Katharina Grosse was a member of the Juried Grand Prize committee in 2014 along with Susan Sollins and Leonardo Drew. She was commissioned to create a new site specific installation as a part of All The World's Futures, curator Okwui Enwezor's group exhibition at the center of this year's Venice Biennale.
Grosse's installation, "Untitled Trumpet, 2015", is in the Arsenale venue. All The World's Futures is divided between two venues, the central pavilion in the Giardini, and the Arsenale, a decommissioned warehouse once used by the Italian Navy. The warehouse is incredibly long. The first time I went was not long before it closed, and I thought I saw most of it before needing to leave. When I returned the next day I realized that I had seen less than a third. It just. Keeps. Going.
Grosse's work is an important element of the exhibition in a number of ways, and it's getting great buzz. A lot of the work in All The World's Futures is dark, both in terms of content and color. There are Adel Abdessemed's clusters of machetes welded to look like aloe vera fronds, Monica Bonvicini's clusters of chainsaws dipped in thick black paint hanging from the ceiling, and Olga Chernysheva's quirky and disturbing graphite drawings. Grosse's work, on the other hand, is a riotous burst of color. It's painting, but it feels like it left the canvas in the dust miles ago and never looked back. Jagged styrofoam forms sit atop piles of dirt and rock, draped frabric stretches to the ceiling, all of it assulted by wild gestures of sprayed paint.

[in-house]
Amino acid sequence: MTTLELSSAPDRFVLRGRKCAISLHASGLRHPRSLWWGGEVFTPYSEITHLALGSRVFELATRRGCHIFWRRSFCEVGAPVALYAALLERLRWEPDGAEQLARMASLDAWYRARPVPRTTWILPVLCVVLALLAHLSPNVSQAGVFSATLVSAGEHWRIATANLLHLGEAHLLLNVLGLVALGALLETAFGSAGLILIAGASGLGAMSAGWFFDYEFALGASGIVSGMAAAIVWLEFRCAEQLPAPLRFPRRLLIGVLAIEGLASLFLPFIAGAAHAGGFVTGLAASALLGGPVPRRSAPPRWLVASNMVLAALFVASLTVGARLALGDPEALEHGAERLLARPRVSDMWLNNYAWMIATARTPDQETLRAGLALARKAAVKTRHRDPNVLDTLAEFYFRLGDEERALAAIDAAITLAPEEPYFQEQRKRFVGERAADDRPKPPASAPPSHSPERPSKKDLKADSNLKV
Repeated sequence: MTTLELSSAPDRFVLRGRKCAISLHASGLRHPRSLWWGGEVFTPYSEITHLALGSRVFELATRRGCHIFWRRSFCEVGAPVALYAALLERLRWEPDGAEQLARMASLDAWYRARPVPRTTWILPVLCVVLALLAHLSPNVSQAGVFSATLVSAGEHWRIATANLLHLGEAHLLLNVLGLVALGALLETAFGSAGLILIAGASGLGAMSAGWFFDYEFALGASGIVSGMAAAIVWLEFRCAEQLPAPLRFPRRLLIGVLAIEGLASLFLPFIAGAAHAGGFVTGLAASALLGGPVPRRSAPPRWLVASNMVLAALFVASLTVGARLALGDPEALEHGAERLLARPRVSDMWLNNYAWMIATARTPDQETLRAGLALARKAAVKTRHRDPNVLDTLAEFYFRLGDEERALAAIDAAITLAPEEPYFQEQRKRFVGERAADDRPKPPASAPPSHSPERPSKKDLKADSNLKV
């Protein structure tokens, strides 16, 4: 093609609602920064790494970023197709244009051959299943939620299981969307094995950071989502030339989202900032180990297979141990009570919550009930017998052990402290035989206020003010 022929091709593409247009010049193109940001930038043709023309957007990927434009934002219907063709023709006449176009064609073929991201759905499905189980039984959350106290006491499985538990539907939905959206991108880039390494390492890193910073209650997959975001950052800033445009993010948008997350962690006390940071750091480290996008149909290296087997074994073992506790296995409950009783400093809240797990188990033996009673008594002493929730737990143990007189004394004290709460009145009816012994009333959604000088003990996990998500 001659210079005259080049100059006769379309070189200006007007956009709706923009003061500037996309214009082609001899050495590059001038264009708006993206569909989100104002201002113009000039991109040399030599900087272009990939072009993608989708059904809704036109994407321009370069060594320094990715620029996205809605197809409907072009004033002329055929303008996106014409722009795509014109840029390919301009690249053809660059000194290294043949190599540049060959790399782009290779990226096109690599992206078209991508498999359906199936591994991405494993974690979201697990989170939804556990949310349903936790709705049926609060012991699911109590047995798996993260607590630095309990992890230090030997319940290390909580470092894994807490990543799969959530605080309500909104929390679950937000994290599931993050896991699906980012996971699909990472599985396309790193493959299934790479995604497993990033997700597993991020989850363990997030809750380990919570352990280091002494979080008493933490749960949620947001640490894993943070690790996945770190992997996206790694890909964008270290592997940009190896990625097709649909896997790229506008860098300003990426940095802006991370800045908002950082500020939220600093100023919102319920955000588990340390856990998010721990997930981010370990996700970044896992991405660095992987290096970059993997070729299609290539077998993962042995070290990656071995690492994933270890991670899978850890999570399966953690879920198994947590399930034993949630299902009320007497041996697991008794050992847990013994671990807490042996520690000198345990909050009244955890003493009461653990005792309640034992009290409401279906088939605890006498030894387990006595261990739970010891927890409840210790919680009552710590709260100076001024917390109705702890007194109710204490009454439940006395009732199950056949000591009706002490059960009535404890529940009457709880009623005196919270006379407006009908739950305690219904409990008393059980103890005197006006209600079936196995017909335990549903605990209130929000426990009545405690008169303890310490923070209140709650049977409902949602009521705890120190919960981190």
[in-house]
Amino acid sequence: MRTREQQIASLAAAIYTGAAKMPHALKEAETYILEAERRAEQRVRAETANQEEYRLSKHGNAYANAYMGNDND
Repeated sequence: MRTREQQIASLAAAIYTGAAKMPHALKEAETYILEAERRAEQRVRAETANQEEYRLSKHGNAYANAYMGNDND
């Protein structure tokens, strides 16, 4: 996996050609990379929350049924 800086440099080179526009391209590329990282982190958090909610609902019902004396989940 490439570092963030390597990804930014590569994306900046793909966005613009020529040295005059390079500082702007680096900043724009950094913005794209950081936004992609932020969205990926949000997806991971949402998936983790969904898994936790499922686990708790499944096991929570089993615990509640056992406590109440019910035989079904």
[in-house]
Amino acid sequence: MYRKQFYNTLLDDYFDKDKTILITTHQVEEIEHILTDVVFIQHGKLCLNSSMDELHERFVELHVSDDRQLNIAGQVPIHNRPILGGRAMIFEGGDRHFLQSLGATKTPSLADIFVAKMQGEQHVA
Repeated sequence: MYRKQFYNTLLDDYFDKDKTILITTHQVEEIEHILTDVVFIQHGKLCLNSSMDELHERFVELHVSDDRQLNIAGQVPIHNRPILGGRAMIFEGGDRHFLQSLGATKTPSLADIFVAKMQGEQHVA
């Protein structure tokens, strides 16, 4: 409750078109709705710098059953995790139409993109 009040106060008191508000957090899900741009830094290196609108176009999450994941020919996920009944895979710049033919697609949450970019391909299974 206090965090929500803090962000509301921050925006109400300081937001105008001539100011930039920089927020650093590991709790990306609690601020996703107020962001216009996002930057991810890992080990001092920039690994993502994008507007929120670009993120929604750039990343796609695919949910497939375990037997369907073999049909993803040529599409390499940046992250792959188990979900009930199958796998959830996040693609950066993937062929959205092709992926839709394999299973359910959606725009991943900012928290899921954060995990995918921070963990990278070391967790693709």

The work also breaks up what is a very theory-heavy exhibition. The viewer has a lot to read. Some works don't click unless you're already privvy to certain historical and theorectical precidents. There are videos that require a lot of patience. Grosse's installation, on the other hand, is one you do not need to wait for. Bursts of color, sharp sculptures, and mounds of Earth grab hold as soon as you wander into the space.By Kevin Buist on